As Kuwait Marks Hottest Day Recorded, Gulf Ramps Up Transition to Sustainable Future
For the past several years, Gulf nations including the United Arab Emirates (UAE) and the Kingdom of Saudi Arabia have invested heavily in clean energy and sustainability initiatives, in order to mitigate the growing effects of climate change. Given the rapid expansion of climate change-related consequences in the Gulf, the positive impacts of such efforts could have immediate and much-needed effects on the region.
Over the last two weeks alone, Kuwait has recorded the highest temperatures in the world, with temperatures in the city of Al Jahra and Nuwaiseeb reaching 53.5°C and 53.2°C respectively.
According to Essa Ramadan, a Kuwaiti meteorologist, temperatures in these regions of Kuwait typically do not exceed 46°C. Over the past several years, however, the Gulf nation has experienced rising temperatures. The 10 warmest years in the country’s history have all occurred since 2005, with seven of these years occurring since 2014.
Kuwait is particularly vulnerable to higher temperatures because its proximity to the equator means it attracts more solar radiation. In addition, Kuwait’s push to expand infrastructure, and subsequent decreases in vegetation and trees, has also fostered higher temperatures.
Similar tales of the negative impacts of climate change are emerging around the Middle East, and around the world. The World Bank has warned that extreme heat caused by climate change will reduce agricultural yield in the Middle East, make some parts of the region unlivable, decreasing water resources, and increase migration and conflict. This underscores the need for more investment in climate change mitigation strategies and sustainability efforts.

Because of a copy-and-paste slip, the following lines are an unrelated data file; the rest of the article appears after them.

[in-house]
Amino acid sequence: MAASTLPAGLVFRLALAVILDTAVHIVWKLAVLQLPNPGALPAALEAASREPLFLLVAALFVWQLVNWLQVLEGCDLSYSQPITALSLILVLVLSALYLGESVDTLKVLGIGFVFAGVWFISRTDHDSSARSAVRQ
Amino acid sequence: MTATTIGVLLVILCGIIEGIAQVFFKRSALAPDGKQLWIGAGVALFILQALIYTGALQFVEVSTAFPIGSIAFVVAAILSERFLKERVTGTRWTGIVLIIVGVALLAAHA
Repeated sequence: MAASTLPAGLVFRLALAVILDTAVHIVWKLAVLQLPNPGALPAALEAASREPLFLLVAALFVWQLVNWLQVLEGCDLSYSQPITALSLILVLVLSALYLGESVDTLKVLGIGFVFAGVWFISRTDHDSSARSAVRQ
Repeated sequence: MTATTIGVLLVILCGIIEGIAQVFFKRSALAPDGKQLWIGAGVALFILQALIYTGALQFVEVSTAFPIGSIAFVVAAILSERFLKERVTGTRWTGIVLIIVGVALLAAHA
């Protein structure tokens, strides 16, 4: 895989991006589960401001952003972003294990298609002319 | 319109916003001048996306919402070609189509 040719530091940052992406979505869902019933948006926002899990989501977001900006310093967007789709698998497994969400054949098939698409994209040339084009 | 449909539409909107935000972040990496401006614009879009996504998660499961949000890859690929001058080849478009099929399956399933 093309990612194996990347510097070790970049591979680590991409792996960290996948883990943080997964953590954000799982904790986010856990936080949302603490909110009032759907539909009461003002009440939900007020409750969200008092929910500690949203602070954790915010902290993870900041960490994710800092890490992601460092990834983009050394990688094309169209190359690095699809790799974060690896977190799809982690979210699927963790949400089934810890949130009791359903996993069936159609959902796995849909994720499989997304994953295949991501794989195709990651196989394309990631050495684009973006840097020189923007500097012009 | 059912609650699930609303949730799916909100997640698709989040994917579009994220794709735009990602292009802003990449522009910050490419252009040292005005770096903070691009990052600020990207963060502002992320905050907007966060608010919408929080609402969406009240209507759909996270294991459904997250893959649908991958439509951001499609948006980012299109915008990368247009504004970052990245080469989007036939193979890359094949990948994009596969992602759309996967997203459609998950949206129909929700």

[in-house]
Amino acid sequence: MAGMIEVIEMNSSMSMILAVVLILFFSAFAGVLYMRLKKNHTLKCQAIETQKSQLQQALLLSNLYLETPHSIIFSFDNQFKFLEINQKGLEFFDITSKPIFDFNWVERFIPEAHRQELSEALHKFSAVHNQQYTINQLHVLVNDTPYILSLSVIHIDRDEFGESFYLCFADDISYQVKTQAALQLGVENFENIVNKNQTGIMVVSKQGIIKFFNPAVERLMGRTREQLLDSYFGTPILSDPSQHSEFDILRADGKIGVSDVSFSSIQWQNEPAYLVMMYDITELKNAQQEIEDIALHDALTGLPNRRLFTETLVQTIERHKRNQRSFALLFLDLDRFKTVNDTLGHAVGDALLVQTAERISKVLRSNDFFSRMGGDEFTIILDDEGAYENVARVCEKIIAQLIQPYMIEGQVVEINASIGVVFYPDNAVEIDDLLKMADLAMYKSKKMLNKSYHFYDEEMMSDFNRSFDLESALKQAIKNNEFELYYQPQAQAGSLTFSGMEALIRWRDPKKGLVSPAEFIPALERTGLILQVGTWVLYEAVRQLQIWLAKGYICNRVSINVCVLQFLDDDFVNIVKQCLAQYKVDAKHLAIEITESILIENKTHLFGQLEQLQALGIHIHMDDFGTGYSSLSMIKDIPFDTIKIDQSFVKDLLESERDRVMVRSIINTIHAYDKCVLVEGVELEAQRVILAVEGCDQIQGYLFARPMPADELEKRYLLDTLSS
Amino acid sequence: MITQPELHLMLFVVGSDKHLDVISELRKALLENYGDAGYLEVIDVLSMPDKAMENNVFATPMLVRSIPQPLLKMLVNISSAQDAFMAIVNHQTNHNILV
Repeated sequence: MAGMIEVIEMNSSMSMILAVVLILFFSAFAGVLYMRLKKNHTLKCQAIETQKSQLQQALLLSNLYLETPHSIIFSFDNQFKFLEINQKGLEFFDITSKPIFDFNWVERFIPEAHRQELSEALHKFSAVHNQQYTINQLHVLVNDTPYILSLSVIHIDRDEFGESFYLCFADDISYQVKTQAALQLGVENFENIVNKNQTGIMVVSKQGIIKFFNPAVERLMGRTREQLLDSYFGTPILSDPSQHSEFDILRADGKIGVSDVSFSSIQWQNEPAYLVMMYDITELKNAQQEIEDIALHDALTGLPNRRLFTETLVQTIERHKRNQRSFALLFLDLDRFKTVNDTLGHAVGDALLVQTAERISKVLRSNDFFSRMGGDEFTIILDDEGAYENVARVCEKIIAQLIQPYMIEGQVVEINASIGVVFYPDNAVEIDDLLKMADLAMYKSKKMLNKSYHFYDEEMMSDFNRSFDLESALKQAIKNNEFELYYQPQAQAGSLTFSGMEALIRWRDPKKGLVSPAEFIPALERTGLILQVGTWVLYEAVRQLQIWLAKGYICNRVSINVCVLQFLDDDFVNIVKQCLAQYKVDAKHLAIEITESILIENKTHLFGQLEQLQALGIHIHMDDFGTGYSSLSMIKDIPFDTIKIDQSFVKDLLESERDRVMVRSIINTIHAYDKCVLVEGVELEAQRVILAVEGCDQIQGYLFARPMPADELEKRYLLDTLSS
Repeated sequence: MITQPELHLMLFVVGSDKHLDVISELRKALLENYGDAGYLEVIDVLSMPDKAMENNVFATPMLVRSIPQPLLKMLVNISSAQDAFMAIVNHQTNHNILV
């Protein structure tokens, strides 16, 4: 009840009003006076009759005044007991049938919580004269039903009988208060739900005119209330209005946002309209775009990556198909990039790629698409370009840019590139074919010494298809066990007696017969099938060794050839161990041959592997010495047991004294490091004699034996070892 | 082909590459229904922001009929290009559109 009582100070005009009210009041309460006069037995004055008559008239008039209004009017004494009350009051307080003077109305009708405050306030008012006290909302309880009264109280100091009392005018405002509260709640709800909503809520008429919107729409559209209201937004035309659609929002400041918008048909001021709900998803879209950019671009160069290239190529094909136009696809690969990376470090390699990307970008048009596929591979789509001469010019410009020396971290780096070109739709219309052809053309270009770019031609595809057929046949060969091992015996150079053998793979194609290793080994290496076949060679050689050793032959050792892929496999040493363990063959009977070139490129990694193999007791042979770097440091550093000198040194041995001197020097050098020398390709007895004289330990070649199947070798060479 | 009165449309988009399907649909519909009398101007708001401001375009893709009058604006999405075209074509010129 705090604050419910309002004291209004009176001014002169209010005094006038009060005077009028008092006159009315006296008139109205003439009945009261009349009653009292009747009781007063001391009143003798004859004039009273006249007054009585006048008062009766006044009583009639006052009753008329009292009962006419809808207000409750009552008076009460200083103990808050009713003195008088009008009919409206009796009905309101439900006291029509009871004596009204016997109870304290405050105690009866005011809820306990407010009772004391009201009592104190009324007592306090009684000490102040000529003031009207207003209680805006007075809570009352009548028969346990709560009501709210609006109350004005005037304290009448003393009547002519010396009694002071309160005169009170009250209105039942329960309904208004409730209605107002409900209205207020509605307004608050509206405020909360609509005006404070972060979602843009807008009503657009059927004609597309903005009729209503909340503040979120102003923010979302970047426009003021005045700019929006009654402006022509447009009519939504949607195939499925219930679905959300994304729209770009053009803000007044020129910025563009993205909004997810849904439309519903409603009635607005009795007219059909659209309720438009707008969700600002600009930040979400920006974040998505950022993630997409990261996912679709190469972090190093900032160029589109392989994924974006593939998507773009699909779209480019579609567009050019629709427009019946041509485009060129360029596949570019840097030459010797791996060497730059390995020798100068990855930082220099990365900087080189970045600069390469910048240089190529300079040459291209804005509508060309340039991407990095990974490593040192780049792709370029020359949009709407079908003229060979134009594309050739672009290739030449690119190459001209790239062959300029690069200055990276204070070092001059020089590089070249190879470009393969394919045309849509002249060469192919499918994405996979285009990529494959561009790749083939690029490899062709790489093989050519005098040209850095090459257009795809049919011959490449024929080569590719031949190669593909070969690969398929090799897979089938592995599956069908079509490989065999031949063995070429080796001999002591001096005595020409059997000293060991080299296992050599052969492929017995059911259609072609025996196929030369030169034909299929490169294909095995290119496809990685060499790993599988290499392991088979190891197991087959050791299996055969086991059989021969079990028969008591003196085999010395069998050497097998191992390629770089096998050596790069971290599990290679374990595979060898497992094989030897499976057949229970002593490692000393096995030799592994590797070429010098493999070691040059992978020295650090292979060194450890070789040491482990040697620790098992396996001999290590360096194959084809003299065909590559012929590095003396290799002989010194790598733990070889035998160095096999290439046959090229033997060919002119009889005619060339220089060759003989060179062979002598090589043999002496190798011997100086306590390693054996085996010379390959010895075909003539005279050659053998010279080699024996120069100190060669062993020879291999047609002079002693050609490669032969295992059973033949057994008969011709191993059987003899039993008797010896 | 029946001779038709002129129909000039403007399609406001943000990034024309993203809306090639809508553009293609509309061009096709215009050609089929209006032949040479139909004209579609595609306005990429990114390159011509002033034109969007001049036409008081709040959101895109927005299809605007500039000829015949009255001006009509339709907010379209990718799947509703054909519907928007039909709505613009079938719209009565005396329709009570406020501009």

The UAE has emerged as a leader in pushing forward such a green agenda. In January 2012, Sheikh Mohammed bin Rashid Al Maktoum, the Vice President and Prime Minister of the UAE, launched the Green Economy initiative. The program seeks to establish the UAE as a global leader in sustainability and green technologies and aims to leverage environmentally-friendly practices to augment the country’s long-term economic growth and competitiveness. The Green Economy initiative particularly emphasizes investment and development in renewable energy, the import, and export of green products and technologies, environmentally-friendly urban planning, mitigation strategies related to agriculture and biodiversity, and the effective management of water, electricity, natural resources, and waste.
Similarly, Saudi Arabia has introduced numerous efforts to promote clean energy and sustainable practices through its Saudi Vision 2030. The strategic plan seeks to promote three core pillars: an ambitious nation, a thriving economy, and vibrant society. Climate change mitigation and sustainability practices are integral to each one of these pillars. In March, the Kingdom, which is currently the leading oil producer in the world, reaffirmed its commitment to diversify its energy sources and generate half of the country’s power using renewable sources by 2030.
“As a leading global oil producer, the kingdom fully recognizes its share of responsibility in advancing the fight against the climate crisis. Just as the kingdom underpinned energy markets during the oil and gas era, it is going to become a global leader in forging a greener world,” Crown Prince Mohammad Bin Salman shared in March.